Romeo and Juliet – to a libretto by Friedrich Wilhelm Gotter after Shakespeare and Christian Felix Weisse [selections; sung in English as translated by Gilly French & Jeremy Gray]
Thomas Linley the younger
Ode on the Spirits of Shakespeare – to a libretto by French Laurence
Romeo / Spirits
Juliet / Spirit of Avon – Clare Lloyd-Griffiths
Laura / Fancy – Caroline Kennedy
Romeo – Thomas Herford
Capulet / Fearful Observer – Richard Latham
Bampton Classical Players
Reviewed by: Nick Breckenfield
Reviewed: 15 November, 2016
Venue: St John's, Smith Square, London
Drawing to the end of Shakespeare 400, Bampton Classical Opera brought to St John’s an unusual if perfectly apt concert, pairing an early operatic treatment of one of the Bard’s great tragedies, with an almost contemporary Ode based on three plays in which Shakespeare dramatised the supernatural, both first heard in 1776. We heard very little Shakespeare as his words and stories were filtered through, in the first half, translation (into German and back into English) and the thoughts of a schoolboy (handsomely, if perhaps improbably, named French Laurence) in the second.
Georg Anton Benda was based for most of his career in Gotha, where he was Kapellmeister to Duke Frederick III from 1750. Even after the death of the Duke there was a tradition for the court to import – in translation – theatrical hits from London, not only Shakespeare (via Garrick’s restorations) but also Goldsmith and Sheridan. Romeo and Juliet was produced in a version by Christian Felix Weisse, after which Friedrich Wilhelm Gotter made a prose libretto for Benda’s Singspiel in three Acts, the same year as Johann Gottfried Schwanenberger’s Italian-language opera on the story: probably the first operatic versions of the tragedy, an indication of Shakespeare’s influence in Germany.
Bampton Classical Opera gave us about thirty minutes of excerpts. In a much contracted form (the first five days of Shakespeare’s plot are concertinaed into the first Act; indeed the action starts after Romeo and Juliet’s secret marriage has taken place) and there are but four characters – the lovers, Juliet’s nurse, now made a confidante called Laura, and her father.
Clare Lloyd-Griffiths’s light, bright soprano as Juliet opened with a lengthy recitative and slow aria worrying about the future, while Caroline Kennedy’s Laura offered loyalty and steadfastness. Romeo – in the capable hands of Thomas Herford – only appeared in duet, first with the closest excerpt to Shakespeare. On their final night together, Romeo, having been exiled, is at first eager to leave on hearing what he thinks is dawn’s lark, but is persuaded by Juliet that it is still nightingale’s song, before both change viewpoints: she worried that he will be caught if he stays and he now willing to dawdle.
Perhaps the most impressive section was the Gluck-like funeral cortege from Act Three, bringing in the small but sonorous chorus of Cantandum, Herford now doubling as a mourner and late-replacement Richard Latham summoning up Capulet’s anguish at his daughter’s death. Kennedy returned to emote a poignant eulogy to her friend. What we would expect to by Romeo’s fatal exchange with Juliet in Benda’s hands becomes more rapturous and follows that later Shakespearean tradition of fashioning a happy ending, explaining the upbeat chorus to close.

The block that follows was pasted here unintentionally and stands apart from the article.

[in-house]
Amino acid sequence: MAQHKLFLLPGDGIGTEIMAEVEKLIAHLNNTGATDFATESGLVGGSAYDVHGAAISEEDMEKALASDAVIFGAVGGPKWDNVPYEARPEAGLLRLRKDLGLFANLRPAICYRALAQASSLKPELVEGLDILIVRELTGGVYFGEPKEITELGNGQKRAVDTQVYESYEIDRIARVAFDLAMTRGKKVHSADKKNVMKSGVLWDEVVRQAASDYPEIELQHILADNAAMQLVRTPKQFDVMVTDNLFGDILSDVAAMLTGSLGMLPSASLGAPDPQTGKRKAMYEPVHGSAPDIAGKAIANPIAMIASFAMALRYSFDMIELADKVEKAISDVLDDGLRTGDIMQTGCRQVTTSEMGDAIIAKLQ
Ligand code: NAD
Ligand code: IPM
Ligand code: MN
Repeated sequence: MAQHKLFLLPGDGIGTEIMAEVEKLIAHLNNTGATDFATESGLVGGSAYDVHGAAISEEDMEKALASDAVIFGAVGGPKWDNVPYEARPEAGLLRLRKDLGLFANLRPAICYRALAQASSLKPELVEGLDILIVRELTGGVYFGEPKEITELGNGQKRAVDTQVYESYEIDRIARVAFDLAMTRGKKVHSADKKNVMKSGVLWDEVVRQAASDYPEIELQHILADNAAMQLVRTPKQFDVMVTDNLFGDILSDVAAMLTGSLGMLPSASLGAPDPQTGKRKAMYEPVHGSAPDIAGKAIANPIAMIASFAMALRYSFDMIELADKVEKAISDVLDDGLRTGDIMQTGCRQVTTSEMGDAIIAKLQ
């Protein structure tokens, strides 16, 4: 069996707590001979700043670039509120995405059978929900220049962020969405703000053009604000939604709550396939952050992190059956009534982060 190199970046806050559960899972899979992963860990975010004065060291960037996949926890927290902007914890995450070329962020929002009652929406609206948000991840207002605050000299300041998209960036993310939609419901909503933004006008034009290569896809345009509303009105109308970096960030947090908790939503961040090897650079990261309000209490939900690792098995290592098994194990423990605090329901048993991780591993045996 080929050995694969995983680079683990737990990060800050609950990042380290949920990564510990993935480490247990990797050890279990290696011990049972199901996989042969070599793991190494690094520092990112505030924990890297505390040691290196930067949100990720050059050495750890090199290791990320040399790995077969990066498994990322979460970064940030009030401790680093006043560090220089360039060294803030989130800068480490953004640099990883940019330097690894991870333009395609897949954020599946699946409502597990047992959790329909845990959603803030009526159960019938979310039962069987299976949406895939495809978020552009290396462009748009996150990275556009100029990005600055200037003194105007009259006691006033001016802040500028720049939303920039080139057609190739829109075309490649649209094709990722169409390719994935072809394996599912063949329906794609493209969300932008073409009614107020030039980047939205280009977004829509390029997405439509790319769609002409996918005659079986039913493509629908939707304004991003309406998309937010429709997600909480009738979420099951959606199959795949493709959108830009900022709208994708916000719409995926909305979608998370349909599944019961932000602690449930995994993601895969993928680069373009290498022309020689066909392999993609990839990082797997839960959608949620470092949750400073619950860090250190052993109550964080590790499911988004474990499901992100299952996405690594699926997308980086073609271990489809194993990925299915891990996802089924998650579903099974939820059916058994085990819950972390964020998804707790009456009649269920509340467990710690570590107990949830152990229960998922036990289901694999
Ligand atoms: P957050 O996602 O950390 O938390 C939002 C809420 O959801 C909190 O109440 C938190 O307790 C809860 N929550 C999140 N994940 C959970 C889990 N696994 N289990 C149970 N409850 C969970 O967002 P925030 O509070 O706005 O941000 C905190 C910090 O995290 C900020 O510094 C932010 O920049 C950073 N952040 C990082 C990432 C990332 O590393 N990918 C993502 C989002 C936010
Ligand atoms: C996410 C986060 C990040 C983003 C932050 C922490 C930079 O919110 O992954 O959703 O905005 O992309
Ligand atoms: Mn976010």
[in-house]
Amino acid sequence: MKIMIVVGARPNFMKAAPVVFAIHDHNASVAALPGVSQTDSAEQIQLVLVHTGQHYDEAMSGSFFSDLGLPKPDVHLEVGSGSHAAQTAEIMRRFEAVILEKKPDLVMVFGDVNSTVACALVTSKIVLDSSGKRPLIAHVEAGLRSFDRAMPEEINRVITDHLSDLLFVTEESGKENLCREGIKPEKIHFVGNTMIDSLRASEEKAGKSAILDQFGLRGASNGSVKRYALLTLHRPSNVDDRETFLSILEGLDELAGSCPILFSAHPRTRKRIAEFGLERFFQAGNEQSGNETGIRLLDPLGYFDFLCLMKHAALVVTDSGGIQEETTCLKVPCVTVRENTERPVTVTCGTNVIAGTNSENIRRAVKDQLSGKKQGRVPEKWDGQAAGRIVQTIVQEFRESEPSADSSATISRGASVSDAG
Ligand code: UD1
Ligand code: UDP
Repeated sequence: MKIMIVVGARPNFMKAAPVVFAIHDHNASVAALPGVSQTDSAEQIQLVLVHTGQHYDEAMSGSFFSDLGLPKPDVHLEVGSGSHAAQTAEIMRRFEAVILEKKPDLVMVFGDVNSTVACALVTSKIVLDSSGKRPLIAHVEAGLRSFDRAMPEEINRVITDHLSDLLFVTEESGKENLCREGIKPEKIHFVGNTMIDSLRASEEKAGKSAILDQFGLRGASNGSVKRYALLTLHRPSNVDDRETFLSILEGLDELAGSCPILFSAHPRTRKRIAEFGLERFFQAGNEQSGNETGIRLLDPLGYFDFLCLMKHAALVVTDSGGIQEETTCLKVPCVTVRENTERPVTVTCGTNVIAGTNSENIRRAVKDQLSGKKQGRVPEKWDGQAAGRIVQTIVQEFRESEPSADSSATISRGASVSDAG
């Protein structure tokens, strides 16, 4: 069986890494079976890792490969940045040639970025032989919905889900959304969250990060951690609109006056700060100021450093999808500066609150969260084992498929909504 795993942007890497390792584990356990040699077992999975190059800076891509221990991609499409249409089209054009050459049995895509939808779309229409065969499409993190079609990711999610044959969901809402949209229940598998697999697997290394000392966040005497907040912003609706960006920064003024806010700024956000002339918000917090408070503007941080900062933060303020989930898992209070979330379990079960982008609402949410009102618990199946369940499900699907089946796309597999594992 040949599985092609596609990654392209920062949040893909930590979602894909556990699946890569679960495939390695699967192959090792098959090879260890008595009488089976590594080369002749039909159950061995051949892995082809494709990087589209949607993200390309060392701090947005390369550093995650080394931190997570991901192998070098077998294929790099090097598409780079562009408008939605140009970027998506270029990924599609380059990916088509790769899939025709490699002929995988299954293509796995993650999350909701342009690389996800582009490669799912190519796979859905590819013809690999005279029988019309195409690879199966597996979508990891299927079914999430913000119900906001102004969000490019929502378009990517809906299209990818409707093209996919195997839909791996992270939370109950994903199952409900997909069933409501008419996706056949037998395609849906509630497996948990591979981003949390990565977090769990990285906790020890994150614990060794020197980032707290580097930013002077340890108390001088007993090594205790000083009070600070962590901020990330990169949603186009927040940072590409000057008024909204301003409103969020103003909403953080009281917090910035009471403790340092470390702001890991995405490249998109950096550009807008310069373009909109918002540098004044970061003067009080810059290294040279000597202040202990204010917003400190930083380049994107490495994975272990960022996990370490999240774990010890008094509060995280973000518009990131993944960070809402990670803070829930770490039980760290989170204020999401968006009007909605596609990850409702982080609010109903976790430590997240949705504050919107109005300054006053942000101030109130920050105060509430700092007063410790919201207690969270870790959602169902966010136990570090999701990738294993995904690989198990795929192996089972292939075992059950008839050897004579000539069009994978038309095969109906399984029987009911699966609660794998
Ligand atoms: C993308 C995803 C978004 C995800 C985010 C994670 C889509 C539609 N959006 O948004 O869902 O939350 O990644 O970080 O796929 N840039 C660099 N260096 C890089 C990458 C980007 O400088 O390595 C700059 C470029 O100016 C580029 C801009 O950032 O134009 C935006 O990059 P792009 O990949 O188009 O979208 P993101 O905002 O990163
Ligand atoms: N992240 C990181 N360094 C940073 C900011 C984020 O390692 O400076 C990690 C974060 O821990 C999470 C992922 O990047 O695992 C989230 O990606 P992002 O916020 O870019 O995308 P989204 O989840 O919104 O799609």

Thomas Linley was just twenty when his Shakespeare Ode got its only known performance in his lifetime (he died two years later in a boating accident), but it was probably earlier inspired by Garrick’s Shakespeare revival season in Stratford in 1769. The libretto by schoolboy friend, French Laurence, was revised and expanded from the original teenage effort (for a Winchester School competition), though there is barely a bardic iambic pentameter in its 65-minute length.
Using the Steiner & Bell edition, three soloists are named Spirit of Avon, Fancy (Caroline Kennedy) and, in the second part, Fearful Observer – Thomas Herford now joining the chorus – Bampton’s performance reminded of Haydn’s great oratorios, with flashes of other composers (at one point Lloyd-Griffiths’s ornamentation suggested Rule Britannia!). It’s quite twee, in Fancy’s invocation of almost messianic import heralding Shakespeare’s birth and invokes Oberon and Titania from A Midsummer Night’s Dream, as well as Macbeth’s witches and Prospero’s Tempest engineered by that spirit Ariel, all coming together in a final choral plea.
While we wait for that new Shakespeare to arrive (400 years is a long time…), it was nice to be reminded that, even if not top-drawer verse or idiosyncratic music, Linley Junior’s Ode is worth more than the occasional outing, especially in a tangy account on ‘period’ instruments. Joel Raymond’s keening oboe was a distinctively piercing common denominator in Benda’s and Linley’s orchestral armoury, nicely contrasted by the softer grained tones of Eva Caballero’s flute and Hayley Pullen’s bassoon. The quintet of strings was enough to fill St John’s appreciative acoustic and Cantandum’s voices were admirably balanced. There was also something festive about the setting, the performers in front of the red velvet curtain, and the church’s columns under-lit with red. Gilly French conducted with unfussy aplomb and to marvellous effect.